Korean saxophonist Sungjae Son founded the Near East Quartet with the goal to form a bridge between traditional Korean music and American jazz. Korean music's traditional slow rhythmic feel is not immediately compatible with the regular rhythms of jazzso it was up to the quartet's members to find a common ground. They followed different paths individually: Son and guitarist Suwuk Chung both studied in the United States, but at the time Son was a bebopper, while Chung was into fusion and Third Stream music. Drummer Soojin Suh (who also studied in the United States) made a reputation in Korea as a creative contemporary jazz player. Only vocalist/percussionist Yulhee Kim comes directly out of traditional Korean music performance.
Opener "Ewah" features, big overdriven guitar with delay (reminiscent of ECM label mate Jakob Bro), sometimes in unison with the leader's tenor saxophone. The rubato rhythm sounds like many recordings on the label, but "Mot" makes the traditional Korean connection more explicit. The first of three Korean traditional songs in the set, it is a gentle ballad which centers around Kim's delicate vocal. "Baram" is not traditional, but Son sets lyrics from the Korean pansori storytelling tradition (as he also does on closer "Jinyang"). The atmospheric guitar and bass clarinet serve mainly as accompaniment: here as elsewhere on the album, the emphasis is on the ensemble. And there is no distinction between the sound of the traditional material and Son's compositions. Like the recent Shinya Fukumori Trio album For 2 Akis (ECM, 2018), the fusion between jazz improvisation and non-Western music is natural and complete.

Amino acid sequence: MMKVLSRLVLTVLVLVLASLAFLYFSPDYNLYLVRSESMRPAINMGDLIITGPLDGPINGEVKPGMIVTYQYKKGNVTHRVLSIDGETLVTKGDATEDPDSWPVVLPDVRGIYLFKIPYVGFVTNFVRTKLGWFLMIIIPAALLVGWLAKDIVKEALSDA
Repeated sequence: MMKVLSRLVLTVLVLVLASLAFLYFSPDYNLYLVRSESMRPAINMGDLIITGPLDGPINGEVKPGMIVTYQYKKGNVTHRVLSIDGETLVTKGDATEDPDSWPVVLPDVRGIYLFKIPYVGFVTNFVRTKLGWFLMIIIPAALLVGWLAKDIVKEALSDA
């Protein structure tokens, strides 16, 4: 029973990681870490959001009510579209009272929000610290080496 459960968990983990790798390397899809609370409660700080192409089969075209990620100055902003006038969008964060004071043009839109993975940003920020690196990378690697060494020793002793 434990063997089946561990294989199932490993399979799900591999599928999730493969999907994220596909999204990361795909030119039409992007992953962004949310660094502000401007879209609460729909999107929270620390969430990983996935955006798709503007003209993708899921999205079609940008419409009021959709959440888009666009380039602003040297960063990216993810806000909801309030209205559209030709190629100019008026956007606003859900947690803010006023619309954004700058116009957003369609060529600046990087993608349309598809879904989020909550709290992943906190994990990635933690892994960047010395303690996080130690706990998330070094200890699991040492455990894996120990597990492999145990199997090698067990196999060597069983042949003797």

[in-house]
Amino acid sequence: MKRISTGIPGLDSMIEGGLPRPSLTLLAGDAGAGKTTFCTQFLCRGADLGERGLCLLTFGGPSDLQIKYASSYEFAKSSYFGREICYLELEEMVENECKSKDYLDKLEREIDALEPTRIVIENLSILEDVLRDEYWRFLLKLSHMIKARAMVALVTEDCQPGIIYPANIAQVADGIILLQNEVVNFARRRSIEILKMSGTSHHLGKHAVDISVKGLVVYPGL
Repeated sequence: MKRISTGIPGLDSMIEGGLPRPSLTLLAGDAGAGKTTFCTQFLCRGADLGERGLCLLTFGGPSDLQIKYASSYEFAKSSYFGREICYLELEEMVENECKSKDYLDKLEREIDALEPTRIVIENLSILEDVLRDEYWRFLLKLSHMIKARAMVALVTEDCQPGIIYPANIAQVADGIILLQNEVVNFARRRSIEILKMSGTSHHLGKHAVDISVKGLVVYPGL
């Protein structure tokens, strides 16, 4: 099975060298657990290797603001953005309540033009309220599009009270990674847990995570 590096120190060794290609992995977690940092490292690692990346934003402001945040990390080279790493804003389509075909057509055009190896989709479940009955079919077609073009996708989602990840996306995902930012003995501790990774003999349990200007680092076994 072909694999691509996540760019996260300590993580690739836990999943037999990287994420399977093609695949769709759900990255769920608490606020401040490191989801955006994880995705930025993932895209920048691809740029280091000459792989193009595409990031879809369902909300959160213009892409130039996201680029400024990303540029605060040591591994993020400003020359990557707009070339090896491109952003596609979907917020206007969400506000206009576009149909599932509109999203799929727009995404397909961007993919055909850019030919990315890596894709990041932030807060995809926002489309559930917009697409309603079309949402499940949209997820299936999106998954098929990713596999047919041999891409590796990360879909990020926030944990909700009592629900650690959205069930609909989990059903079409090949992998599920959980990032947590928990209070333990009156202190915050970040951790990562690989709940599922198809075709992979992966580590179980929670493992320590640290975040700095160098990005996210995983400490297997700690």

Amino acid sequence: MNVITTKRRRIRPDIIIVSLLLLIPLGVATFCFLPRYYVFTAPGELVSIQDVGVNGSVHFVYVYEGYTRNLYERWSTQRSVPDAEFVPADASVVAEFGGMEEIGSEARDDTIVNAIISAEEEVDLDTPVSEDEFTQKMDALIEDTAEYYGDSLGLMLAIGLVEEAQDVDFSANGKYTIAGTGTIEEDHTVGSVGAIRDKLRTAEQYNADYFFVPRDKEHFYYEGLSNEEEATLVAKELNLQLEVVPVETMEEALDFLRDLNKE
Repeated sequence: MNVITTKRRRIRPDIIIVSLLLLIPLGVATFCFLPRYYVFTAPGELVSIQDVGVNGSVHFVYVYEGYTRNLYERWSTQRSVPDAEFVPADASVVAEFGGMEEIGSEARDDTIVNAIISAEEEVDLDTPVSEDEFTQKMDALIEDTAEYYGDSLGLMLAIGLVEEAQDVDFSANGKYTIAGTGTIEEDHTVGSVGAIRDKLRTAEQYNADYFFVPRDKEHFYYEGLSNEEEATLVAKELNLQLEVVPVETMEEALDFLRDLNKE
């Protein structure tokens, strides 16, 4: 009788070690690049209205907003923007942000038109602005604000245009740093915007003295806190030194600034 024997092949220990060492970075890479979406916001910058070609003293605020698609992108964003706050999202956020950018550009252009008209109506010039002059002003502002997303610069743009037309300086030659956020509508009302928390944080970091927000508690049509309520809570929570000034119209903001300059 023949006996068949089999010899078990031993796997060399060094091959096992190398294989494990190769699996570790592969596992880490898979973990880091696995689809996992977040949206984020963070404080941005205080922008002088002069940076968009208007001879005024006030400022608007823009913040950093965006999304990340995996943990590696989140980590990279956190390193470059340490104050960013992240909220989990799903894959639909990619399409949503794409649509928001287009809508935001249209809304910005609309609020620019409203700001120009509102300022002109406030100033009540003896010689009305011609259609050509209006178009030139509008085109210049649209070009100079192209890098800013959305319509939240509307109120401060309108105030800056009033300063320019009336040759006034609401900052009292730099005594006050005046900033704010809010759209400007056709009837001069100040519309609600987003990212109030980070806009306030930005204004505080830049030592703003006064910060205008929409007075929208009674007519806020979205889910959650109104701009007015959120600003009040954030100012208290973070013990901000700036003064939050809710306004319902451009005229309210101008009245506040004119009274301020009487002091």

"Galggabuda" is another traditional tune, but it includes both a tenor saxophone opening theme and a brief, contemplative solo. "Garam" finds Chung playing chordal figures without electronics to accompany Son's gentle tenor saxophonethen taking an electronic solo at the end with more big echo swells. "Pa:do" (the last of the traditionals) begins with almost heavy metal guitar chords. Then a regular drum beat is joined by rhythm guitar, resulting in the most conventionally rhythmic music on the album. So while the sound is consistent, there is variety. And a unique blend of traditional Korean music with contemporary jazz: one which becomes more enthralling with each listen.
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